Furthermore, taking verses out of context is only part of the idea in the verses just cited. Those verses cited above (except 5:41) did not specify that the people who only take portions of the revelation necessarily do so by ignoring the textual context and we should extract the most accurate interpretation possible. What does it really mean to take the Scripture apart? Firstly, the verses cited refer to behaviors obviously opposed to the teaching of God, which means that the people who take the Scripture apart did not follow the Scripture, and this leads to Part 3 of this article. Secondly, there shouldn’t be contradictions in the Scripture (4:82), so our interpretation of verses must not create contradictory ideas. In order to know whether a contradiction exists, integration of ideas is necessary, since just like verses, an idea orphaned from other ideas can be interpreted in myriads of ways, but most of those interpretations are rejected when we bring in other ideas. An example is the idea of following God’s revelations. Taken alone, this idea can lead to dogmatism and close-mindedness. However, when we look at other ideas such as people fabricating lies about God and the dogmatism of rejecters, then we must reject the above interpretation, since first, we must think critically to distinguish between what’s really from God and what’s fabricated by people, and second, if the Quran means to advocate dogmatism, then it’s contradicting itself.
3. Listen and obey
See 2:93, 2:285, 3:112, 4:46, etc. There’re a lot of verses on this topic, and not all are cited here. Let’s consider an analogy. Someone has a cold, and he buys some drugs, but he doesn’t follow the instruction of the drugs, so they don’t work as they’re designed, so he sues the pharmaceutical company. If you’re the judge, provided that the instruction of the drugs is clear, will you let that person win the lawsuit? God has commanded us to do many things, such as feeding the poor, caring for the relatives, wayfarers, and orphans, not to blindly follow, not to take the Scripture apart, and etc. Instructions on how to treat the Scripture itself are also given through examples of how people reject God’s revelations and in self-references in the Quran (see Part 4). How does this relate to taking the Scripture apart? Since verses and ideas with instructions for us are still part of the Scripture, not following them means rejecting part of the Scripture (2:85). We’re not only playing a puzzle called exegesis; the Scripture should be the guide for our lives as it instructed.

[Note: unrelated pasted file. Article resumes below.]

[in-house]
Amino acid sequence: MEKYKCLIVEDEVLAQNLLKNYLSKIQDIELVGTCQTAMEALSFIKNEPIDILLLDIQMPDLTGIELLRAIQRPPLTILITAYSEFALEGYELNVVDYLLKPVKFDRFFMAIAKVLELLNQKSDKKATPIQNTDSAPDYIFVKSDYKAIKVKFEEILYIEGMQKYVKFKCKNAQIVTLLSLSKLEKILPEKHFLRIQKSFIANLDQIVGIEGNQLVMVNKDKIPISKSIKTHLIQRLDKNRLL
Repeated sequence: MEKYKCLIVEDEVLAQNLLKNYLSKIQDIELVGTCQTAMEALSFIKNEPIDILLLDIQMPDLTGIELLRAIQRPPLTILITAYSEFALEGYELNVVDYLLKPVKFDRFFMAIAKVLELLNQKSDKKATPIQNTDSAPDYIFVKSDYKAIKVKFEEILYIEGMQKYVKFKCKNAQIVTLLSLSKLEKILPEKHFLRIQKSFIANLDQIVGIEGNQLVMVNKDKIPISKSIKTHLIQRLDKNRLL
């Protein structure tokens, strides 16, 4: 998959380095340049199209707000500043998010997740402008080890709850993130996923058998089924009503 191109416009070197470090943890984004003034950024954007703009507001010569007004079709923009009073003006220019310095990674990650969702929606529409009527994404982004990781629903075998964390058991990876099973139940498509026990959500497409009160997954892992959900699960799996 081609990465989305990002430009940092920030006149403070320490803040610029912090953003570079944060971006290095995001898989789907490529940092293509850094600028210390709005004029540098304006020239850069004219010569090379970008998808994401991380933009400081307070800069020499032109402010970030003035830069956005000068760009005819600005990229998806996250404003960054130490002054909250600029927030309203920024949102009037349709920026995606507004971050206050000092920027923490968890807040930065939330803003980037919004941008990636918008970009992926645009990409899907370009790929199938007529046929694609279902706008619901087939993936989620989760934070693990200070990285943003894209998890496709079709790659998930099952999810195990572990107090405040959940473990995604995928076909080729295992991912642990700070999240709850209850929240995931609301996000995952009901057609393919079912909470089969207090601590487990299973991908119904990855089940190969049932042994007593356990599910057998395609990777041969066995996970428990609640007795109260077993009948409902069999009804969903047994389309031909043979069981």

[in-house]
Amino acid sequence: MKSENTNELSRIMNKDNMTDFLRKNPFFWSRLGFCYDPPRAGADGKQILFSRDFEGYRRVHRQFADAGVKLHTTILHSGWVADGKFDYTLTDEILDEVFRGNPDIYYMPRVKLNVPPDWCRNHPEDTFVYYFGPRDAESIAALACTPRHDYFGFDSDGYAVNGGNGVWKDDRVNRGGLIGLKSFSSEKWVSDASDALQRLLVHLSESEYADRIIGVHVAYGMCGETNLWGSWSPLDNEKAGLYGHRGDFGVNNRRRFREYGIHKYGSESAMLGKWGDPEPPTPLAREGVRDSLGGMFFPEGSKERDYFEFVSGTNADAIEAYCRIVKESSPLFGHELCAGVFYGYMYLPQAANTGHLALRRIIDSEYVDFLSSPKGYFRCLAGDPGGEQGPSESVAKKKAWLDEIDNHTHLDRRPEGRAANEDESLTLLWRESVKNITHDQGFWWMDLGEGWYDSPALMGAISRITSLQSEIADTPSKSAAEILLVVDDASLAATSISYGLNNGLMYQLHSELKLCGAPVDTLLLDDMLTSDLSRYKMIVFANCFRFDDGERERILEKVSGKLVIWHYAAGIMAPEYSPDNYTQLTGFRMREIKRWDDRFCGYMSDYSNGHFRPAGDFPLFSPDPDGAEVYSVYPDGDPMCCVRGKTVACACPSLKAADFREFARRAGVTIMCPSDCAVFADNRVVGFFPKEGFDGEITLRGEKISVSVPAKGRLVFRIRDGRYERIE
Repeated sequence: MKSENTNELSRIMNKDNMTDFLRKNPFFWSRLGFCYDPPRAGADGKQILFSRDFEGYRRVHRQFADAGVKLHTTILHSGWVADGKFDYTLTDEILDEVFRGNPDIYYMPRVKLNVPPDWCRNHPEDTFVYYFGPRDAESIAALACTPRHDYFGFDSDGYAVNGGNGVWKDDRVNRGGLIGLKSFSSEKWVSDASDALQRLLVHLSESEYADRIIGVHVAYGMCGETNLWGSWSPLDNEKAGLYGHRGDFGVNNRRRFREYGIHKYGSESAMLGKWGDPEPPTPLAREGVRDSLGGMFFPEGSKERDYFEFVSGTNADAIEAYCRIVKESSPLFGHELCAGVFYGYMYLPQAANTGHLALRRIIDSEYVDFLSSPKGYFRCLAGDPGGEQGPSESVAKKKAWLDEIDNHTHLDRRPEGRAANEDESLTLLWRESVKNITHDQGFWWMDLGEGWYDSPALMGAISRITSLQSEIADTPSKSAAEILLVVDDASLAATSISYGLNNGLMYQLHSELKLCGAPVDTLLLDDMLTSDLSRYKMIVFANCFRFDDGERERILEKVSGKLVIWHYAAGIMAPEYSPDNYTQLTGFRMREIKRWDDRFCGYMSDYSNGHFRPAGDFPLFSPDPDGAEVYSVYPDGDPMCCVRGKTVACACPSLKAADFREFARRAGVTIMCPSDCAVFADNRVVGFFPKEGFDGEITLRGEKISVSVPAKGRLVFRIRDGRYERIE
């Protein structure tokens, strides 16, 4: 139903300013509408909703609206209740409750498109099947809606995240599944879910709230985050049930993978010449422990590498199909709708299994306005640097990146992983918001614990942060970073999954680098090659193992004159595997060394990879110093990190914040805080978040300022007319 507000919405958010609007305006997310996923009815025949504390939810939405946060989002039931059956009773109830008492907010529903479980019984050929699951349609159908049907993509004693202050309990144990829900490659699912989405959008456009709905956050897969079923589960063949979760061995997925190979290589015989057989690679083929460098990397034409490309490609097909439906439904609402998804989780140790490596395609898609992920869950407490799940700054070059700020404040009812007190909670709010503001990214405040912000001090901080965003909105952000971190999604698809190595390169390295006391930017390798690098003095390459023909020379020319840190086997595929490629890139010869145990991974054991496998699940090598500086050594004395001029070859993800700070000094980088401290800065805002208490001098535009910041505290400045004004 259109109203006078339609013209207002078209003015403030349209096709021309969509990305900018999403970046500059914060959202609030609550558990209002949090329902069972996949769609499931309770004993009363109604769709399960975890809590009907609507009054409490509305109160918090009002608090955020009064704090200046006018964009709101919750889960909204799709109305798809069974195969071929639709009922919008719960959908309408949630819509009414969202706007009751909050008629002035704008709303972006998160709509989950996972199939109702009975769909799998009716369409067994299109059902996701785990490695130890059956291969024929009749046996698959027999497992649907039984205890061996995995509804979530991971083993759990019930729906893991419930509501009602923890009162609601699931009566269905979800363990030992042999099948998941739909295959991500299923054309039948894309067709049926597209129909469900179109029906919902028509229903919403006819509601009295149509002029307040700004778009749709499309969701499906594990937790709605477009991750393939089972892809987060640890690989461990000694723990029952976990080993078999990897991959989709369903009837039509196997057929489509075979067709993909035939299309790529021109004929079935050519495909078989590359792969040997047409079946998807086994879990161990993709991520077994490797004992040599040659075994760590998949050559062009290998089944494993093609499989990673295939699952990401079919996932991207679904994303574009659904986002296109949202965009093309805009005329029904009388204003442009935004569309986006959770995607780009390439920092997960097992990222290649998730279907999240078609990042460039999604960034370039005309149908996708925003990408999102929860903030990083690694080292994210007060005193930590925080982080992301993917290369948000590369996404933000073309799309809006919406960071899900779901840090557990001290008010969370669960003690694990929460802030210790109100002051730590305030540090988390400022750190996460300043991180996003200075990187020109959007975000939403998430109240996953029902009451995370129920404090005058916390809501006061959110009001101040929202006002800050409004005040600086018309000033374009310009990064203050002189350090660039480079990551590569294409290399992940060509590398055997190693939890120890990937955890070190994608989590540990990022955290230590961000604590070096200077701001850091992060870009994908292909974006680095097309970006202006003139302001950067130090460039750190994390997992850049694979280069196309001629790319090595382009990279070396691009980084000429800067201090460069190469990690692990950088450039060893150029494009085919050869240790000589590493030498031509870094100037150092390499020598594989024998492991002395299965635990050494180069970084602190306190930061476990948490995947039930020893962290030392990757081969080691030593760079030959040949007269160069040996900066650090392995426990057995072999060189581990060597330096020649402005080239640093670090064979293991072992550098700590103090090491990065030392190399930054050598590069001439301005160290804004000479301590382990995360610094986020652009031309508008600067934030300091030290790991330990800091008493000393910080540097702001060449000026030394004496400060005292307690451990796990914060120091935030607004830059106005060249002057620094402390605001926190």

4. Pay attention to self-references in the Quran
Let’s begin with an example. People are condemned for rejecting God’s revelation. So what did they reject? This is just another way of asking what God talks about in the revelation. Also remember that the story condemning rejecters itself is part of the revelation, so rejecting the revelation also means rejecting that story, which means refusing to confess the sin if you’re doing what the rejecters are doing. In fact, many of us Quranists are easily tempted to do what rejecters do, such as clergy worship, taking the Scripture apart, and etc. and this kind of awakening can be painful, but it has to be accepted. “This Quran guides to what’s more upright…” (17:9), so what guides to what’s more upright? So we look at the teachings in the Quran. In the first sight, the self-references can seem mysterious. Say, “this is the guidance,” but where’s the guidance? It’s the Quran itself, so have you ignored something? Those self-references won’t make sense unless we follow where they point to.